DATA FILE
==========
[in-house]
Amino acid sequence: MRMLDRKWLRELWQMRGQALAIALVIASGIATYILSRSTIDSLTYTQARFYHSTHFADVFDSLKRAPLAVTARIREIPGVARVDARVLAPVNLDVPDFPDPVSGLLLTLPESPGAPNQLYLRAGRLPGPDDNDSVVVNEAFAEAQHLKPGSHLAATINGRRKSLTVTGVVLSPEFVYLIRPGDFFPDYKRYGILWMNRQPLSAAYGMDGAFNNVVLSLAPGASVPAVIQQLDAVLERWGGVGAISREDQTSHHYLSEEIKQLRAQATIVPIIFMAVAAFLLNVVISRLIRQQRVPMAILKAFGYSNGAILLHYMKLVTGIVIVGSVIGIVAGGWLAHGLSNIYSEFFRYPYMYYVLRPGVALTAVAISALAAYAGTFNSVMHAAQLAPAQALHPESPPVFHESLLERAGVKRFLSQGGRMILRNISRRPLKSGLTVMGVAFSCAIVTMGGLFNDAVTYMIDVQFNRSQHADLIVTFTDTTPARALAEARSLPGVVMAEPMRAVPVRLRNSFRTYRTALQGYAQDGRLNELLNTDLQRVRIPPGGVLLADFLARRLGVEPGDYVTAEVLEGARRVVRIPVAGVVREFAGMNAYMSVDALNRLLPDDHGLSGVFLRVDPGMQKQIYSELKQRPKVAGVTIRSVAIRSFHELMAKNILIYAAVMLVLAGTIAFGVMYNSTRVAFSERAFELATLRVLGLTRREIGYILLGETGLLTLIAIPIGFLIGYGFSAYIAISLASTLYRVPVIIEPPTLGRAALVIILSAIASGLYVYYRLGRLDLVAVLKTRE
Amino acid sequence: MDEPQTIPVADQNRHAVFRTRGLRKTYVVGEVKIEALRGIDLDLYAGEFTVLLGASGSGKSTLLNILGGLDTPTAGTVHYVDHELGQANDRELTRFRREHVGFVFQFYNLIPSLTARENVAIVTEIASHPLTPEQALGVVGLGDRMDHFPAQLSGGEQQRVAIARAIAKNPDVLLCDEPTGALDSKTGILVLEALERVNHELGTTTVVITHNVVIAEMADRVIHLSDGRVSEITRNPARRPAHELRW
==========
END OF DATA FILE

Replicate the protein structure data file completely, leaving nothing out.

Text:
[in-house]
Amino acid sequence: MRMLDRKWLRELWQMRGQALAIALVIASGIATYILSRSTIDSLTYTQARFYHSTHFADVFDSLKRAPLAVTARIREIPGVARVDARVLAPVNLDVPDFPDPVSGLLLTLPESPGAPNQLYLRAGRLPGPDDNDSVVVNEAFAEAQHLKPGSHLAATINGRRKSLTVTGVVLSPEFVYLIRPGDFFPDYKRYGILWMNRQPLSAAYGMDGAFNNVVLSLAPGASVPAVIQQLDAVLERWGGVGAISREDQTSHHYLSEEIKQLRAQATIVPIIFMAVAAFLLNVVISRLIRQQRVPMAILKAFGYSNGAILLHYMKLVTGIVIVGSVIGIVAGGWLAHGLSNIYSEFFRYPYMYYVLRPGVALTAVAISALAAYAGTFNSVMHAAQLAPAQALHPESPPVFHESLLERAGVKRFLSQGGRMILRNISRRPLKSGLTVMGVAFSCAIVTMGGLFNDAVTYMIDVQFNRSQHADLIVTFTDTTPARALAEARSLPGVVMAEPMRAVPVRLRNSFRTYRTALQGYAQDGRLNELLNTDLQRVRIPPGGVLLADFLARRLGVEPGDYVTAEVLEGARRVVRIPVAGVVREFAGMNAYMSVDALNRLLPDDHGLSGVFLRVDPGMQKQIYSELKQRPKVAGVTIRSVAIRSFHELMAKNILIYAAVMLVLAGTIAFGVMYNSTRVAFSERAFELATLRVLGLTRREIGYILLGETGLLTLIAIPIGFLIGYGFSAYIAISLASTLYRVPVIIEPPTLGRAALVIILSAIASGLYVYYRLGRLDLVAVLKTRE
Amino acid sequence: MDEPQTIPVADQNRHAVFRTRGLRKTYVVGEVKIEALRGIDLDLYAGEFTVLLGASGSGKSTLLNILGGLDTPTAGTVHYVDHELGQANDRELTRFRREHVGFVFQFYNLIPSLTARENVAIVTEIASHPLTPEQALGVVGLGDRMDHFPAQLSGGEQQRVAIARAIAKNPDVLLCDEPTGALDSKTGILVLEALERVNHELGTTTVVITHNVVIAEMADRVIHLSDGRVSEITRNPARRPAHELRW